ASB Bank have told their clients they expect the economy to grow at an annual rate of 2.1% early next year, having hit over 3% in early 2015. A lower NZD and lower interest rates should help lift growth back up to around 2.7% by the first half of 2017. Because of the interconnected relationship between Interest Rates and Inflation, lower inflation essentially opens the door to further rate cuts at the RBNZ as the primary danger of lower rates is higher inflation. The RBNZ’s quarterly poll shows business managers expect inflation will be 1.85 percent in two years time, compared with 1.94 percent in the previous period.

So,  in case we see a US Interest rate hike this year, that would strengthen Ms. USA enough to keep the NZD/USD price low enough to support New Zealand’s economy with interest rates kept as is in New Zealand. This situation is very much similar to the case of EUR/USD.

So for 2016, we probably could either see an interest rate hike from the US, or a rate cut in New Zealand or Europe.

4- NZD/USD Technical Analysis

After a whole year of semi-consistent drops since June 2014, the pair faced a pullback towards a long-term 23% Fibonacci retracement level at around 0.69 but was unable to break above it. The NZD/USD pair finally broke below the Daily Chart’s Ichimoku cloud on Wednesday, and now seems to be dancing towards the previous low and support level at 0.63.

A break below this level could open doors for further drops towards lows of 2006 at 0.60 or even further. Alternatively, if the pair suddenly decides to go nuts, move back up and break above 23% Fibo, would may need to change our outlook to bullish with 0.7250 as first alternative target.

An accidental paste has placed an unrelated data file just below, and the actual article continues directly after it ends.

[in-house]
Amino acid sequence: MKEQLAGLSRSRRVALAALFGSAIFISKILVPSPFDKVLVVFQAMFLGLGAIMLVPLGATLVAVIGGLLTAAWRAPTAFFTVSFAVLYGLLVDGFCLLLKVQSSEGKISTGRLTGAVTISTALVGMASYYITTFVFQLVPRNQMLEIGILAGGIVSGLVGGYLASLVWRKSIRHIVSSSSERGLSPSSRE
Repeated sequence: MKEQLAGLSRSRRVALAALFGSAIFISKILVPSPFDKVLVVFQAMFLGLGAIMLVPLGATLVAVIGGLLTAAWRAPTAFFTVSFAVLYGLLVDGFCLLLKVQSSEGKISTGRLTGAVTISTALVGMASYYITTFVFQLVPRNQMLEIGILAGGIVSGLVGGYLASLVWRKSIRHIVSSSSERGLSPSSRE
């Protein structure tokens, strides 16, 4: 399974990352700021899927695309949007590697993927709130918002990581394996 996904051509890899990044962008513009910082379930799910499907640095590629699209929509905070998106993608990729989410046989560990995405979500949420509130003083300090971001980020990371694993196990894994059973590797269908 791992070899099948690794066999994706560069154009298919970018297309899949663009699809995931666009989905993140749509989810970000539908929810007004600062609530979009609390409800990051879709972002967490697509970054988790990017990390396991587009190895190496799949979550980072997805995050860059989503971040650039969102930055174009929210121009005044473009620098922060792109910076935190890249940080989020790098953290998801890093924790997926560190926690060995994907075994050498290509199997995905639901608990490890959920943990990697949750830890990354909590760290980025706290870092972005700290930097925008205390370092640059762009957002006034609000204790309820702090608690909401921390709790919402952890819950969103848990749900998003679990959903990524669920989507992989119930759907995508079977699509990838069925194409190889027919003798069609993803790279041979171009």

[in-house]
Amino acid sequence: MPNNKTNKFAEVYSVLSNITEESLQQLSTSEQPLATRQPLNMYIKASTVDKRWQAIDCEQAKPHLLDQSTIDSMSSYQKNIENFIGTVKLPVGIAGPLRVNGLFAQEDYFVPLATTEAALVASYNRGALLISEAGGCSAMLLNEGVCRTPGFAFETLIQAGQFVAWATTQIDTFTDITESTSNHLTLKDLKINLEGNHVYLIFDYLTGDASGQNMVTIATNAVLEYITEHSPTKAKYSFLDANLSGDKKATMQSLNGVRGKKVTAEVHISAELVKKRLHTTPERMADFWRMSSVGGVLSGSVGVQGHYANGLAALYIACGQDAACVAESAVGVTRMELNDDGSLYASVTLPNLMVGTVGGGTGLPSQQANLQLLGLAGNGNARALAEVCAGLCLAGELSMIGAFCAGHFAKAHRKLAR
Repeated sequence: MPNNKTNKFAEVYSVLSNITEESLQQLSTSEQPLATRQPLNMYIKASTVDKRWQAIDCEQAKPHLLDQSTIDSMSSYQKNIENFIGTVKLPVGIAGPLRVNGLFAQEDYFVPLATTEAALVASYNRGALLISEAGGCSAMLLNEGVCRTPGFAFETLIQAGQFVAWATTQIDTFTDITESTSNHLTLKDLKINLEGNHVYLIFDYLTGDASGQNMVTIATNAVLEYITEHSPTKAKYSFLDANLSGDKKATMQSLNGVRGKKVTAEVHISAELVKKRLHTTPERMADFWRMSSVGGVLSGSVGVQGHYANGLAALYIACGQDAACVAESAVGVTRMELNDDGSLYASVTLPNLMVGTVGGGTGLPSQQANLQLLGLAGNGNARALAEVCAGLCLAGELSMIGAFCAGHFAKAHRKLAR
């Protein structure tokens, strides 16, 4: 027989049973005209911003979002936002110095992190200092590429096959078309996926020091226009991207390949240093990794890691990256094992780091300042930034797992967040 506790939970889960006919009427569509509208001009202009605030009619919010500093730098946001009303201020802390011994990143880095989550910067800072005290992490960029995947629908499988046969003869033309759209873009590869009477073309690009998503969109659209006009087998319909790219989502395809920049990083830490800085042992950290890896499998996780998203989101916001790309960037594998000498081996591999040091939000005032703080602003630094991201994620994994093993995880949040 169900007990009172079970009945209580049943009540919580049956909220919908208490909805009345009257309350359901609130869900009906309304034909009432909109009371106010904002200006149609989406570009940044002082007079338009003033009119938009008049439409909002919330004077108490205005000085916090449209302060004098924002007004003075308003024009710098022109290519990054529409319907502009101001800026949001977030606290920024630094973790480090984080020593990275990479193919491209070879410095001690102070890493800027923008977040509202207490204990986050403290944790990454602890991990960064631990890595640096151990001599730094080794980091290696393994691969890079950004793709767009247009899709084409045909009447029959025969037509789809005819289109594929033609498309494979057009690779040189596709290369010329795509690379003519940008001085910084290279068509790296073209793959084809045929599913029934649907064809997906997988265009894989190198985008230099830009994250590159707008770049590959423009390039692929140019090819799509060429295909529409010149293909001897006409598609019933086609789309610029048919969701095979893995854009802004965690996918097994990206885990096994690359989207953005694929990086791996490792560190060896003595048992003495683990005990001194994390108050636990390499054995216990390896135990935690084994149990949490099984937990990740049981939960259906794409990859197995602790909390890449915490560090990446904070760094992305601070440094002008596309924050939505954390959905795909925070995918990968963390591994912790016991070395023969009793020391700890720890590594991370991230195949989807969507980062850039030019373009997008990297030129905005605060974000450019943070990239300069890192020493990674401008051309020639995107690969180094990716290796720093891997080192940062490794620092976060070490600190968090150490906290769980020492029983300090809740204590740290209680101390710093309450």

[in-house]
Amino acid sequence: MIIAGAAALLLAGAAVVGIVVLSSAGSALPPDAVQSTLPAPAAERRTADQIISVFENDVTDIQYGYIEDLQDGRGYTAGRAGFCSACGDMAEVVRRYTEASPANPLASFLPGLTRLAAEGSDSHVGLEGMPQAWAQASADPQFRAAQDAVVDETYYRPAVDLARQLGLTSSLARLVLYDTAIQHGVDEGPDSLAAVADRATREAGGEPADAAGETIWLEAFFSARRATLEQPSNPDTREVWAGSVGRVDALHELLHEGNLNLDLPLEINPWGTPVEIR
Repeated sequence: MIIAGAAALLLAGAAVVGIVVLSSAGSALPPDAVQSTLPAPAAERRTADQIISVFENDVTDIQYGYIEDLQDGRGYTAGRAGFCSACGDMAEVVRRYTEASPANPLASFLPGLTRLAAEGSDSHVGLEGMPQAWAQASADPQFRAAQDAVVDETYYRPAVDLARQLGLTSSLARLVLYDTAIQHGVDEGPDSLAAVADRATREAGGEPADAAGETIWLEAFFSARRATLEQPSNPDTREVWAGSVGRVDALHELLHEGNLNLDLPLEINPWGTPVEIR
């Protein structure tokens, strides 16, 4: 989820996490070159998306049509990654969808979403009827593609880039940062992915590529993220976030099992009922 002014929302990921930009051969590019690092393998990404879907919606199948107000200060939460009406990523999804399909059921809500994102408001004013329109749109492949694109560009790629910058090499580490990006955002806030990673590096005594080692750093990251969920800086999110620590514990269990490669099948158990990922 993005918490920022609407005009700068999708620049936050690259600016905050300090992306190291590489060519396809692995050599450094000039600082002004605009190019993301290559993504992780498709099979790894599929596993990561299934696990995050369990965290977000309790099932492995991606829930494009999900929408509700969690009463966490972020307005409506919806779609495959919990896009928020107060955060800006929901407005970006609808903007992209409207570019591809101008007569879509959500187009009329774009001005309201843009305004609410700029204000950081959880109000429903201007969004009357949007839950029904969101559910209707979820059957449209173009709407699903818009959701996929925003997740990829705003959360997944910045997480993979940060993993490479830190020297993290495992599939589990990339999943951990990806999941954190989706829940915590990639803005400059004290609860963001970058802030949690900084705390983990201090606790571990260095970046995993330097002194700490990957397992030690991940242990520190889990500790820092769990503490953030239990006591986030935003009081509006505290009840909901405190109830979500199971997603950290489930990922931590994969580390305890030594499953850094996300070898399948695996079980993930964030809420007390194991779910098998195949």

Investing Strategy

Adding the fundamentals and technicals to our Diamond Analysis bowl, it seems the pair is under downward pressure. A bearish scenario seems appropriate for the time being, as many investors are buying into the rumors of a US interest rate hike in December, which could push the NZD/USD further down.

Keep in mind that with many investors bullish on the USD, we could expect an exhaustion in Ms. USA’s up-moves, especially if we get a bad US economic data.The “good” news is, the New Zealand economy seems to be bad enough to support our bearish outlook for the time being, and a 0.63 target seems feasible. But don’t go overboard.

Here are the recommended supports and resistance levels* for short term forex trading strategies:

Support Levels Turning Point Resistance Levels
118.50 120 123.50
116.50 121.50 125

In any case, set your stop loss and profit targets a little loose from the below levels, because the naughty currency pairs sometimes change their mind right before a psychological level just to piss the forex trading crowd off. This technique helps you avoid getting kicked out of your trading position prematurely.

*Important Note: The support and resistance levels are not suitable for all traders and largely depend on your account size, margin and leverage. Book a private lesson to learn how to personalize your account based on our trading guide.